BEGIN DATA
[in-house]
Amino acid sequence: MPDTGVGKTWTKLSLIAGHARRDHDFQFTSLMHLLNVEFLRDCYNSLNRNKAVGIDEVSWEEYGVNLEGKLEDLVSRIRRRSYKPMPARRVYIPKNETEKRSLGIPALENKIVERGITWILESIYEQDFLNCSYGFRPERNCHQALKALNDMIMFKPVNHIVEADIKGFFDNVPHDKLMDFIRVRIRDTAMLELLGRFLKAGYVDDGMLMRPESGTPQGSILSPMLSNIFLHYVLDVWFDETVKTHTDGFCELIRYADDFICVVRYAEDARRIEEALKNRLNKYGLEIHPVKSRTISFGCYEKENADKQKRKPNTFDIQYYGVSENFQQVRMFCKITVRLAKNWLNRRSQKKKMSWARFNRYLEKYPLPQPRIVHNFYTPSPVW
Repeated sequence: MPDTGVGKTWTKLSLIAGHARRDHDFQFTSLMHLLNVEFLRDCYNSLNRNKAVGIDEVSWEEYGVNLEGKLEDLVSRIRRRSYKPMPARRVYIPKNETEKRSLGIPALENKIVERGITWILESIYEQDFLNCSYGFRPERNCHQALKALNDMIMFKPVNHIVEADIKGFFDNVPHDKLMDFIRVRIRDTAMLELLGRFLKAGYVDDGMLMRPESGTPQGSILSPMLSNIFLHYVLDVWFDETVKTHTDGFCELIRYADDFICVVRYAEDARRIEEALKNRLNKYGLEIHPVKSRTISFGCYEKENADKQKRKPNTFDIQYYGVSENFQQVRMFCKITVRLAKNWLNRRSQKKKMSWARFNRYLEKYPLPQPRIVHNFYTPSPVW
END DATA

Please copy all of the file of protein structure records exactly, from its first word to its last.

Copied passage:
[in-house]
Amino acid sequence: MPDTGVGKTWTKLSLIAGHARRDHDFQFTSLMHLLNVEFLRDCYNSLNRNKAVGIDEVSWEEYGVNLEGKLEDLVSRIRRRSYKPMPARRVYIPKNETEKRSLGIPALENKIVERGITWILESIYEQDFLNCSYGFRPERNCHQALKALNDMIMFKPVNHIVEADIKGFFDNVPHDKLMDFIRVRIRDTAMLELLGRFLKAGYVDDGMLMRPESGTPQGSILSPMLSNIFLHYVLDVWFDETVKTHTDGFCELIRYADDFICVVRYAEDARRIEEALKNRLNKYGLEIHPVKSRTISFGCYEKENADKQKRKPNTFDIQYYGVSENFQQVRMFCKITVRLAKNWLNRRSQKKKMSWARFNRYLEKYPLPQPRIVHNFYTPSPVW
Repeated sequence: MPDTGVGKTWTKLSLIAGHARRDHDFQFTSLMHLLNVEFLRDCYNSLNRNKAVGIDEVSWEEYGVNLEGKLEDLVSRIRRRSYKPMPARRVYIPKNETEKRSLGIPALENKIVERGITWILESIYEQDFLNCSYGFRPERNCHQALKALNDMIMFKPVNHIVEADIKGFFDNVPHDKLMDFIRVRIRDTAMLELLGRFLKAGYVDDGMLMRPESGTPQGSILSPMLSNIFLHYVLDVWFDETVKTHTDGFCELIRYADDFICVVRYAEDARRIEEALKNRLNKYGLEIHPVKSRTISFGCYEKENADKQKRKPNTFDIQYYGVSENFQQVRMFCKITVRLAKNWLNRRSQKKKMSWARFNRYLEKYPLPQPRIVHNFYTPSPVW